China and the Manchus

Author: Herbert Allen Giles

Chapter VII Tao Kuang

Tao Kuang (glory of right principle), as he is called, from the style chosen for his reign, gave promise of being a useful and enlightened ruler; at the least a great improvement on his father. He did his best at first to purify the court, but his natural indolence stood in the way of any real reform, and with the best intentions in the world he managed to leave the empire in a still more critical condition than that in which he had found it. Five years after his accession, his troubles began in real earnest. There was a rising of the people in Kashgaria, due to criminal injustice practised over a long spell of time on the part of the Chinese authorities. The rebels found a leader in the person of Jehangir, who claimed descent from one of the old native chiefs, formerly recognized by the Manchu Emperors, but now abolished as such. Thousands flocked to his standard; and by the time an avenging army could arrive on the scene, he was already master of the country. During the campaign which followed, his men were defeated in battle after battle; and at length he himself was taken prisoner and forwarded to Peking, where he failed to defend his conduct, and was put to death.

The next serious difficulty which confronted the Emperor was a rising, in 1832, of the wild Miao tribes of Kuangsi and Hunan, led by a man who either received or adopted the title of the Golden Dragon. At the bottom of all the trouble we find, as usually to be expected henceforward, the secret activities of the far-reaching Triad Society, which seized the occasion to foment into open rebellion the dissatisfaction of the tribesmen with the glaring injustice they were suffering at the hands of the local authorities. After some initial massacres and reprisals, a general was sent to put an end to the outbreak; but so far from doing this, he seems to have come off second best in most of the battles which ensued, and was finally driven into Kuang-tung. For this he was superseded, and two Commissioners dispatched to take charge of further operations. It occurred to these officials that possibly persuasion might succeed where violence had failed; and accordingly a proclamation was widely circulated, promising pardon and redress of wrongs to all who would at once return to their allegiance, and pointing out at the same time the futility of further resistance. The effect of this move was magical; within a few days the rebellion was over.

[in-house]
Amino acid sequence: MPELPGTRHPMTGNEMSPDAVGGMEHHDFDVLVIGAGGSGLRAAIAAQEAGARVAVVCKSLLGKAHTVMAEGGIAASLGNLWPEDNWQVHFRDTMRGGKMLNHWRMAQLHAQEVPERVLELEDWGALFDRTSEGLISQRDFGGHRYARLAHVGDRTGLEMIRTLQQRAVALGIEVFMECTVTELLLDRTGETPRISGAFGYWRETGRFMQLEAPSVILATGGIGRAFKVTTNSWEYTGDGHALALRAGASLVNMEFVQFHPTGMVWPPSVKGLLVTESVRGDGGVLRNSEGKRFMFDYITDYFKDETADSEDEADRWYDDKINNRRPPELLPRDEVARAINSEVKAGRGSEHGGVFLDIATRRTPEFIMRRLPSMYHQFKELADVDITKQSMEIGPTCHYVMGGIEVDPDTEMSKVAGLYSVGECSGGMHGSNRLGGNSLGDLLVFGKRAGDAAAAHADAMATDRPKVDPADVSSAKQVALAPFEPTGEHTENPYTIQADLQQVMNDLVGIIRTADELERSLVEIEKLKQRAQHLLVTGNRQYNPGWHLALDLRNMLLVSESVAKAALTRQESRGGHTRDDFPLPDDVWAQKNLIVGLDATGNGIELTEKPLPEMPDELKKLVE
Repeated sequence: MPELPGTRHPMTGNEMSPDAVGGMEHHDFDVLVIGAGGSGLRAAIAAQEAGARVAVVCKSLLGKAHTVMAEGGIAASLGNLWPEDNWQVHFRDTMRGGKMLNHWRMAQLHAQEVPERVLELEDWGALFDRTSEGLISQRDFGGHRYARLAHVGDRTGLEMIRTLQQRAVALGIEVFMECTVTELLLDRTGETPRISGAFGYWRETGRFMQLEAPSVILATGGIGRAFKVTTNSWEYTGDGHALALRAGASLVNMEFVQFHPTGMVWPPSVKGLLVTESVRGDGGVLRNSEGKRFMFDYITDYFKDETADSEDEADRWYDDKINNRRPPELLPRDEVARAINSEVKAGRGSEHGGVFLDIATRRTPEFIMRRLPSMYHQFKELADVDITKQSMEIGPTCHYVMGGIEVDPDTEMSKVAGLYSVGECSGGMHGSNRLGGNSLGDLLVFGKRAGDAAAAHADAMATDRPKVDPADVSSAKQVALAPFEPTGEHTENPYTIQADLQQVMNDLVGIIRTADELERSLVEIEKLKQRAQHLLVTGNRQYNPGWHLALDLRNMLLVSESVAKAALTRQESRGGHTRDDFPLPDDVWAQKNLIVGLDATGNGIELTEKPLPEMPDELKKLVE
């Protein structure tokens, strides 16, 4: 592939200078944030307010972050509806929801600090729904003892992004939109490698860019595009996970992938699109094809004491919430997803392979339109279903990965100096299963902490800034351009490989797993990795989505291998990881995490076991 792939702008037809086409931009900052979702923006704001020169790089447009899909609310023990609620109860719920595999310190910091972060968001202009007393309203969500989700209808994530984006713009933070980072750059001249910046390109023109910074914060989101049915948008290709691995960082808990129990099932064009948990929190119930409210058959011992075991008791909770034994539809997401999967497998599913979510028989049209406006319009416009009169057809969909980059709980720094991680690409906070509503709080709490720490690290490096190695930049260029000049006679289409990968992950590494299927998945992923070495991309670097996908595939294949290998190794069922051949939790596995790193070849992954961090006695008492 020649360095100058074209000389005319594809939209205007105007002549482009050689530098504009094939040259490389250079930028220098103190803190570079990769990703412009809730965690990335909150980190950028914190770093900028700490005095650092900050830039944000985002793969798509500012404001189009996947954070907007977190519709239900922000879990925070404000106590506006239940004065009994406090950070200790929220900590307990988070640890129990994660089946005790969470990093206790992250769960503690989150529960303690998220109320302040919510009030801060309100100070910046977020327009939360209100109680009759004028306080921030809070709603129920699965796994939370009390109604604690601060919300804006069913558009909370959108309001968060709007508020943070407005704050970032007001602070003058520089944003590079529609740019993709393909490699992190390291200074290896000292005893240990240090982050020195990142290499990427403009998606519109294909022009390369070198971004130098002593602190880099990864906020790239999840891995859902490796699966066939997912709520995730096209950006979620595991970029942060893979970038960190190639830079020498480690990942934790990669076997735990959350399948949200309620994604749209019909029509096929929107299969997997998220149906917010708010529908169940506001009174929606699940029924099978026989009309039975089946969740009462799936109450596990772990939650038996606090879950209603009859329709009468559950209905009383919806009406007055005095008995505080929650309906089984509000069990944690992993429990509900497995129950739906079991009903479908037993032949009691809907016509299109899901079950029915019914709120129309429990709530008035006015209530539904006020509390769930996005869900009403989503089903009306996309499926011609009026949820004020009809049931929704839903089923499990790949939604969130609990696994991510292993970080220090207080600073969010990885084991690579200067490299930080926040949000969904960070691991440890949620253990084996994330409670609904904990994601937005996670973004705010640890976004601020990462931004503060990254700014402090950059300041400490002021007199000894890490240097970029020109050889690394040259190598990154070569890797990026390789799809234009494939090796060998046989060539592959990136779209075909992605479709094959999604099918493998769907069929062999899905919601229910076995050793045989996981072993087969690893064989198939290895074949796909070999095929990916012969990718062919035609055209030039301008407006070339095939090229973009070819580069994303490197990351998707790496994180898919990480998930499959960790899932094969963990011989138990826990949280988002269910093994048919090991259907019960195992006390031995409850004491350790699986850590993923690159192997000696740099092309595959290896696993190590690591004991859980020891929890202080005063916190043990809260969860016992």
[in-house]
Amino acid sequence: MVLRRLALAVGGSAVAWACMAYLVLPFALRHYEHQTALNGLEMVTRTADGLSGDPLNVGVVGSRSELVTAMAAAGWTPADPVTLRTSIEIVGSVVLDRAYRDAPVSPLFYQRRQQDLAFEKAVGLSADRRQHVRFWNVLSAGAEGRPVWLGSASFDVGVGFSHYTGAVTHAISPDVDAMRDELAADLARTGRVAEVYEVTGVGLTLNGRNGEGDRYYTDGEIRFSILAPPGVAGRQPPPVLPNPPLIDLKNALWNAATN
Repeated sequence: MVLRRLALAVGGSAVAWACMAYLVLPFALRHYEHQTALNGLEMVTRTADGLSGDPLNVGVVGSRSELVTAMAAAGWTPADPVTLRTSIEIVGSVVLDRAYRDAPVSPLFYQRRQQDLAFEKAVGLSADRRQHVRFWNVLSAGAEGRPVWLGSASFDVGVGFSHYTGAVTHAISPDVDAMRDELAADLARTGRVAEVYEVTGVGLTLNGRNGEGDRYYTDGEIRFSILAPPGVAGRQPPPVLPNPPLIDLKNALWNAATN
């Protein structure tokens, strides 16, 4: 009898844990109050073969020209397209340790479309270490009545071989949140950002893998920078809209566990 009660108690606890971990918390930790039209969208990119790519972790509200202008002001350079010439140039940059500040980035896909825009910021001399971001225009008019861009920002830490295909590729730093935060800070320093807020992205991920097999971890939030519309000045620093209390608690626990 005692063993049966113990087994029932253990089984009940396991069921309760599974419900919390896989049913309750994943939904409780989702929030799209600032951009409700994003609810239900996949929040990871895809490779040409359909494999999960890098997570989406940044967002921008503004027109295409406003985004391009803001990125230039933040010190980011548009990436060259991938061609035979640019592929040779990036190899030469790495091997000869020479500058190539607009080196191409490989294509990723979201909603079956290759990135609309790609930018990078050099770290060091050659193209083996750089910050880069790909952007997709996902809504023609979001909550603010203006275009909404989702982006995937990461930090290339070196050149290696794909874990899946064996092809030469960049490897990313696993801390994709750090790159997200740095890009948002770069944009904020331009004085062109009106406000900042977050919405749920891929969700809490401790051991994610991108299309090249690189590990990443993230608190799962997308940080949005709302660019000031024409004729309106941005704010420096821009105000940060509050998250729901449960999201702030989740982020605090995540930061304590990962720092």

We are now reaching a period at which European complications began to be added to the more legitimate worries of a Manchu Emperor. Trade with the Portuguese, the Spaniards, the Dutch, and the English, had been carried on since the early years of the sixteenth century, but in a very haphazard kind of way, and under many vexatious restrictions, bribery being the only effectual means of bringing commercial ventures to a successful issue. So far back as 1680, the East India Company had received its charter, and commercial relations with Chinese merchants could be entered into by British subjects only through this channel. Such machinery answered its purpose very well for a long period; but a monopoly of the kind became out of date as time went on, and in 1834 it ceased altogether. The Company was there for the sake of trade, and for nothing else; and one of its guiding principles was avoidance of any acts which might wound Chinese susceptibilities, and tend to defeat the object of its own existence. Consequently, the directors would not allow opium to be imported in their vessels; neither were they inclined to patronize missionary efforts. It is true that Morrison’s dictionary was printed at the expense of the Company, when the punishment for a native teaching a foreigner the Chinese language was death; but no pecuniary assistance was forthcoming when the same distinguished missionary attempted to translate the Bible for distribution in China.

The Manchus, who had themselves entered the country as robbers of the soil and spoliators of the people, were determined to do their best to keep out all future intruders; and it was for this reason that, suspicious of the aims of the barbarian, every possible obstacle was placed in the way of those who wished to learn to speak and read Chinese. This suspicion was very much increased in the case of missionaries, whose real object the Manchus failed to appreciate, and behind whose plea of religious propagandism they thought they detected a deep-laid scheme for territorial aggression, to culminate of course in their own overthrow; and already in 1805 an edict had been issued, strictly forbidding anyone to teach even Manchu to any foreigner.